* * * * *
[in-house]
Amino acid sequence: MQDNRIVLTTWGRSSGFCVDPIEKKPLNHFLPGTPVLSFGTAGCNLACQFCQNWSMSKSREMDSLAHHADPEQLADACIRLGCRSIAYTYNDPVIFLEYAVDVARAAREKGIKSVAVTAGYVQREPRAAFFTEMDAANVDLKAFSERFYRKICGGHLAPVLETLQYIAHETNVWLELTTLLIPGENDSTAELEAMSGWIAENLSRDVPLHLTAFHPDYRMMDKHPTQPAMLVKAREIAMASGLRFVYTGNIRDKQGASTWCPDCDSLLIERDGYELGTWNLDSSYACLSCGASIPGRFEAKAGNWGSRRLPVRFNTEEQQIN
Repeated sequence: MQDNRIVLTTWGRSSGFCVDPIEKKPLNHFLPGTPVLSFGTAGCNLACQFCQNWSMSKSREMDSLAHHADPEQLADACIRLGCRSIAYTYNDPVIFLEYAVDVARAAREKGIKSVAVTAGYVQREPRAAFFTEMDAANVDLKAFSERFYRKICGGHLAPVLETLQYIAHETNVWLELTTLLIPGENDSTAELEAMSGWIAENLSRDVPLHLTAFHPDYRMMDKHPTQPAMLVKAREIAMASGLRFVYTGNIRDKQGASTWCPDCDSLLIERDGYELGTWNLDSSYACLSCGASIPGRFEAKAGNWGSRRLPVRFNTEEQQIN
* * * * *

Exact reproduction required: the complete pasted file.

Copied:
[in-house]
Amino acid sequence: MQDNRIVLTTWGRSSGFCVDPIEKKPLNHFLPGTPVLSFGTAGCNLACQFCQNWSMSKSREMDSLAHHADPEQLADACIRLGCRSIAYTYNDPVIFLEYAVDVARAAREKGIKSVAVTAGYVQREPRAAFFTEMDAANVDLKAFSERFYRKICGGHLAPVLETLQYIAHETNVWLELTTLLIPGENDSTAELEAMSGWIAENLSRDVPLHLTAFHPDYRMMDKHPTQPAMLVKAREIAMASGLRFVYTGNIRDKQGASTWCPDCDSLLIERDGYELGTWNLDSSYACLSCGASIPGRFEAKAGNWGSRRLPVRFNTEEQQIN
Repeated sequence: MQDNRIVLTTWGRSSGFCVDPIEKKPLNHFLPGTPVLSFGTAGCNLACQFCQNWSMSKSREMDSLAHHADPEQLADACIRLGCRSIAYTYNDPVIFLEYAVDVARAAREKGIKSVAVTAGYVQREPRAAFFTEMDAANVDLKAFSERFYRKICGGHLAPVLETLQYIAHETNVWLELTTLLIPGENDSTAELEAMSGWIAENLSRDVPLHLTAFHPDYRMMDKHPTQPAMLVKAREIAMASGLRFVYTGNIRDKQGASTWCPDCDSLLIERDGYELGTWNLDSSYACLSCGASIPGRFEAKAGNWGSRRLPVRFNTEEQQIN